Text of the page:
Levich Institute Seminar Announcement, 05/09/2006

Tuesday, 05/09/2006
2:00 PM
Steinman Hall, Room #312
(Chemical Engineering Conference Room)

Professor Samuel Stupp
Northwestern University
Institute for BioNanotechnology in Medicine

"Self-Assembly of Biomaterials for Regenerative Medicine"

[This is a CCNY/Columbia NSF-IGERT Soft Materials seminar]


Molecular and supramolecular design of artificial environments that interact rationally with cells can lead to strategies in regenerative medicine and therapies for disease that target specific parts of the human body. This opportunity is exciting because it will push interdisciplinary science to its limits bringing together physical sciences, life sciences, engineering, and medicine toward a goal of enormous impact to society. The targets may include the cure for brain disorders, the regeneration of the heart and the central nervous system, a cure for diabetes, the regeneration of cartilage in adulthood, and more effective cancer therapies, among others. Complex supramolecular nanostructures that deliver signals and drugs to specific cells, or mediate cell proliferation and differentiation could be key players in achieving these future goals. This lecture describes a large set of molecules that self-assemble to create bioactive nanofibers designed for cell signaling and demonstrates their direct impact on complex biological phenomena such spinal cord repair and formation of blood vessels.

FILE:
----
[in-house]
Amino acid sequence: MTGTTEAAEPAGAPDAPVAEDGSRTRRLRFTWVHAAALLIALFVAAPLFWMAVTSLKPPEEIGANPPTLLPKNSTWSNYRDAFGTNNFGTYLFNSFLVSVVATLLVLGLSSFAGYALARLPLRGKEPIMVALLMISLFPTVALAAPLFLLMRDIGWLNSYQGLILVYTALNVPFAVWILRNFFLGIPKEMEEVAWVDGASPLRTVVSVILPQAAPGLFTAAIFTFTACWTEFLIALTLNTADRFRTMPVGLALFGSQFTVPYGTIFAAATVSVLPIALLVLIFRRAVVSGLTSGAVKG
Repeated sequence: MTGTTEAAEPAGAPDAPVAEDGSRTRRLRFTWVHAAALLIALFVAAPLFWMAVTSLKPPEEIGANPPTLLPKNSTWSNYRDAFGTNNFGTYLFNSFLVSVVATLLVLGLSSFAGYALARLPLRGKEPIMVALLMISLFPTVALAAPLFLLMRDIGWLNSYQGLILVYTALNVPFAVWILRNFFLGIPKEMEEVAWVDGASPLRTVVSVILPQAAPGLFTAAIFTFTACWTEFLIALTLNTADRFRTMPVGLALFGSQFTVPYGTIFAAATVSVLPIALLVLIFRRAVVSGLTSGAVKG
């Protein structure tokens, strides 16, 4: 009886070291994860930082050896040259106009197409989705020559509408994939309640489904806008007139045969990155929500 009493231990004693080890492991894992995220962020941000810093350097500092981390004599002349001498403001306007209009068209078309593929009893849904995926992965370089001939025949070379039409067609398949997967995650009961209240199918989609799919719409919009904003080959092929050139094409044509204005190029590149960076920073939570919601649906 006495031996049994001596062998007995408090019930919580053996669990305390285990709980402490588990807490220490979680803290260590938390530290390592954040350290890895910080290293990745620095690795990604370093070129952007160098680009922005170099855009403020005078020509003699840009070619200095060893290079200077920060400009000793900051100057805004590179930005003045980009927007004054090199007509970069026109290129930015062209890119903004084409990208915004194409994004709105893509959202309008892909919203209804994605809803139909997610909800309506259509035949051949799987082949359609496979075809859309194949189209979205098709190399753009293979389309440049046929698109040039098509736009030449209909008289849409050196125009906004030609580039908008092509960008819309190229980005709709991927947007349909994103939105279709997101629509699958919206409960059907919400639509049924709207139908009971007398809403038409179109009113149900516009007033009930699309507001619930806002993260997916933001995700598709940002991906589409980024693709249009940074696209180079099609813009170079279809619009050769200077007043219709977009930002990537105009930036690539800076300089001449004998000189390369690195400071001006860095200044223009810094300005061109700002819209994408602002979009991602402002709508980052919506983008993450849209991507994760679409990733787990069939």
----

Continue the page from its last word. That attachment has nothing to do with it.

• 1977 Northwestern University, Ph.D., Materials Science and Engineering
  • 1972 University of California at Los Angeles, B.S., Chemistry
  • 2000-present Director, Institute for BioNanotechnology in Medicine, Northwestern University
  • 1999-present Board of Trustees Professor of Materials Science, Chemistry, and Medicine, Northwestern University
  • 1992-1999 Professor of Chemistry, University of Illinois at Urbana-Champaign
  • 1989-1999 Professor of Beckman Institute for Advanced Science and Technology, University of Illinois at Urbana-Champaign


Professor Stupp's areas of research include molecular self-assembly, supramolecular organic nanostructures, electronic and photonic properties of organic materials, biomolecular mineralization, templating chemistry of inorganic nanostructures, and biomaterials for regenerative medicine, including the central nervous system, organ cell transplantation, bone, and cartilage.